COLLABORATION, DIVERSITY AND TEAMWORK The nature of the project required close collaboration between the project team and various entities within eThekwini. Monthly meetings were held with stakeholders including water operations, customer services, non-revenue water, insurance and legal. Within the project, biweekly meetings were held with each of the
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Install before every water meter and pressure relief valve (PRV) The Aqua Dirt Trap/Strainer was designed for the protection of turbine-type flow meters and pressure relief valves and was developed using mild steel pipes and flanges. The sight glass situated on the top flange enables one to see directly into the pipeline and identify blockages easily. This can be removed by simply unbolting the top flange and cleaning the stainless steel grid, thereby reducing the downtime making problem solving and troubleshooting much easier.
-The Aqua Strainer is used and stocked at several Municipalities and Water Authorities. -The water departments have specified the Aqua Strainer for all its projects and installations. -This Strainer / Dirt Trap is an essential protection for all water meters in order for it to operate efficiently.
A TYPICAL INSTALLATION
ESSENTIAL PROTECTION FOR ALL WATER METERS AND PRESSURE RELIEF VALVES
four teams and the eThekwini project executive to discuss issues such as progress, budget, risk and community liaison. This encouraged communication and fostered teamwork. Thus strong, stable teams were created which encouraged a positive, problem-solving mind-set, and allowed all to act in a spirit of mutual trust and co-operation , which is a core requirement of NEC3. A professional mentorship company was appointed as a project mentor, while the development model used focused on fostering business skills to ensure sustainability and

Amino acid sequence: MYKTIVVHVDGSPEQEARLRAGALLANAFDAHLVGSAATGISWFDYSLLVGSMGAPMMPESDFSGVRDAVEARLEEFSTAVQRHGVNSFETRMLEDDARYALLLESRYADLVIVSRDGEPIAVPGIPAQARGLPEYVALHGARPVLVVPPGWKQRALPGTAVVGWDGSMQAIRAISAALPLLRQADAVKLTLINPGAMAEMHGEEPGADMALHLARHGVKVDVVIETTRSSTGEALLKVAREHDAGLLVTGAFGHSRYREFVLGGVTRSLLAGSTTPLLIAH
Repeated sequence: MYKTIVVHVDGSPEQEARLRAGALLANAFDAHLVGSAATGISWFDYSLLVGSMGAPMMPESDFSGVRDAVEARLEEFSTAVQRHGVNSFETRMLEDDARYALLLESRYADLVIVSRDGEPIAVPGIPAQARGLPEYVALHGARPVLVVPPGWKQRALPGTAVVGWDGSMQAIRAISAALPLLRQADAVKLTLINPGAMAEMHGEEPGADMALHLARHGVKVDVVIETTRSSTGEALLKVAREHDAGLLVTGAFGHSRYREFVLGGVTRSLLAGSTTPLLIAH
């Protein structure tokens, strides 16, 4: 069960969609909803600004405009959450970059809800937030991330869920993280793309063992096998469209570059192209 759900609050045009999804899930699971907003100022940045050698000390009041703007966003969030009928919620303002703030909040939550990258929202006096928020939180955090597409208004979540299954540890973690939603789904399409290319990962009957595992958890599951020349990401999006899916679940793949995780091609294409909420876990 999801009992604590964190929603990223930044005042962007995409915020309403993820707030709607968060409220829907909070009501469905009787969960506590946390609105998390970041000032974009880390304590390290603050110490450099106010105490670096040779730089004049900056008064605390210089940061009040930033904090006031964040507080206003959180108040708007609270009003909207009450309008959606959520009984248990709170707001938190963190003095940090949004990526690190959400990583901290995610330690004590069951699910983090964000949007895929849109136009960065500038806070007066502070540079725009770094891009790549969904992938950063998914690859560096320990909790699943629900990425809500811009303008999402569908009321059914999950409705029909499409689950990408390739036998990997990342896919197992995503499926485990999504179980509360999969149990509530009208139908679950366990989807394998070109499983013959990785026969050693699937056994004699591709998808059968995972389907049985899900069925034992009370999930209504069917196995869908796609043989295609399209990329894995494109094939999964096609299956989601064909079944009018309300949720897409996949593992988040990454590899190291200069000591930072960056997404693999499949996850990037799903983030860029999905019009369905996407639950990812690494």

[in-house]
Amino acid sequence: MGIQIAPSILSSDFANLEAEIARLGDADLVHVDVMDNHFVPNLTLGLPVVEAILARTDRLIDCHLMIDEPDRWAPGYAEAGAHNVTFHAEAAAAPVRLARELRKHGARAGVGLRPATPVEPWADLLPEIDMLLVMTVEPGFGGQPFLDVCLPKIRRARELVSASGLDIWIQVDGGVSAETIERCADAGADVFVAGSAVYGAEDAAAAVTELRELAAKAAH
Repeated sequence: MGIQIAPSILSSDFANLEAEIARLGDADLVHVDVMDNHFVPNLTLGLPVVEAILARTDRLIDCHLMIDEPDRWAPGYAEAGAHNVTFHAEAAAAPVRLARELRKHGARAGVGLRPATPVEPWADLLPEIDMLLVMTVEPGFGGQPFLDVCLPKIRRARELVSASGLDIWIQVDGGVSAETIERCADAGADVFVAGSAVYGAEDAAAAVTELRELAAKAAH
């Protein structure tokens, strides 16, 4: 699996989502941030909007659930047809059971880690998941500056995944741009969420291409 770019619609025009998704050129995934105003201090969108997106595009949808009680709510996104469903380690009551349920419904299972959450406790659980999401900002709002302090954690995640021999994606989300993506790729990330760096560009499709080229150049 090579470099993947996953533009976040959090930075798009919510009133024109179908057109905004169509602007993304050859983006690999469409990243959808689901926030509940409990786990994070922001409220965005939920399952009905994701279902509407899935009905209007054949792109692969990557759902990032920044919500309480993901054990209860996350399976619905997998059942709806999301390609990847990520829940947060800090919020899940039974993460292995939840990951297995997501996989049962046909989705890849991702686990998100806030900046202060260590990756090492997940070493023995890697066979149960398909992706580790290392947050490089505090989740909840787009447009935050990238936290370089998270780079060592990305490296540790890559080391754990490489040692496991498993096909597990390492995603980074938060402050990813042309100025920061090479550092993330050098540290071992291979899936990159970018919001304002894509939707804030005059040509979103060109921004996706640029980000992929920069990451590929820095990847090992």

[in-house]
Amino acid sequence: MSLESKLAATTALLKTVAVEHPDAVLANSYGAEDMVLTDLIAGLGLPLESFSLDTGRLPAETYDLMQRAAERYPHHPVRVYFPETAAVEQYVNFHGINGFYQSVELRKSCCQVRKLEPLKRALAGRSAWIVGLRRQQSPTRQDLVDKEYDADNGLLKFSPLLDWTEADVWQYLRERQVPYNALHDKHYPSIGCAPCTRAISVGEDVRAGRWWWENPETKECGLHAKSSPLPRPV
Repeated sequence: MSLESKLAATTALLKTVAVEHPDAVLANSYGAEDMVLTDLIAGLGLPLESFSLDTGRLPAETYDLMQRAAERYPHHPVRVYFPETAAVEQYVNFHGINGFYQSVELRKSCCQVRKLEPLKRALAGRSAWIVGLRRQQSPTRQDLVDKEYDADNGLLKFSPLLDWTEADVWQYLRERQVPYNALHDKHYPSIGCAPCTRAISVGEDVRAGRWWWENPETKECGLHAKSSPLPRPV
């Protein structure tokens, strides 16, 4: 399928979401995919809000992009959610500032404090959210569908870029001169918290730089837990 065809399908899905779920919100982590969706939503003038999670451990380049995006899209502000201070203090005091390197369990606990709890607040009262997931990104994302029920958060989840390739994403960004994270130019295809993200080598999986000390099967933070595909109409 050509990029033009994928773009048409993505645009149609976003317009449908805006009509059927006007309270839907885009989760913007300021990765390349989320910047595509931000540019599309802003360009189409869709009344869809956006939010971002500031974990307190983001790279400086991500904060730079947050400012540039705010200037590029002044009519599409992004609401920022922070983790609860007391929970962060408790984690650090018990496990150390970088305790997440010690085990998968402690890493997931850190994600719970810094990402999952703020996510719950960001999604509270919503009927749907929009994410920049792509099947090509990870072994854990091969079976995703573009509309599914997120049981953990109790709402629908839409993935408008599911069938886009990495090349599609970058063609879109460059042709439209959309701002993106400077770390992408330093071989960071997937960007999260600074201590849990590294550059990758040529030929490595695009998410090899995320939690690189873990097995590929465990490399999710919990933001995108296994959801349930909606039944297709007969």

A total of 45 000 jobs were created over the project’s three-year lifespan construction management skills to improve profitability. Regular meetings were held with sub-contractors, the mentor and the programme managers, while the sub-contractor development programme was independently assessed by the Construction Industry Development Board. As programme manager, Aurecon played a coordinating role between all of these parties, fulfilling a critical role in the successful completion of the project.
INNOVATION Open trenching and conventional pipe laying techniques were used for most of the project. Three trenchless methods were, however, also employed. These included pipe cracking, compact pipe lining and moling. The selective use of different technologies to accommodate the needs of different communities and locations lent the AC project a unique blend of traditional and modern approaches to pipe laying. On completion, all of the pipes laid were accurately captured by a Global Positioning System to enable the eThekwini GIS database to record the position and length of the municipality s new asset. To date, the project has received three awards, including the prestigious Kamoso award for Best Construction Project in South Africa. Coupled to this, no leaks or bursts have been recorded to date on the 1 600 km of pipes laid during the project s three-year lifespan. Aurecon s role in this AC project fulfils the company mission of fostering human achievement in the communities in which we work. Communities throughout eThekwini, from the poorest to the wealthiest, will benefit from the improvement in the municipality s water infrastructure, comments Professor André Görgens, Aurecon s sector leader water africa - Middle East. He goes on to say that the project met the twin demands of encouraging economic growth, while simultaneously improving the quality of service delivered to communities. The AC Project has delivered a long-term, sustainable asset to residents of the municipality and is acknowledged as one of eThekwini s success stories, he concludes.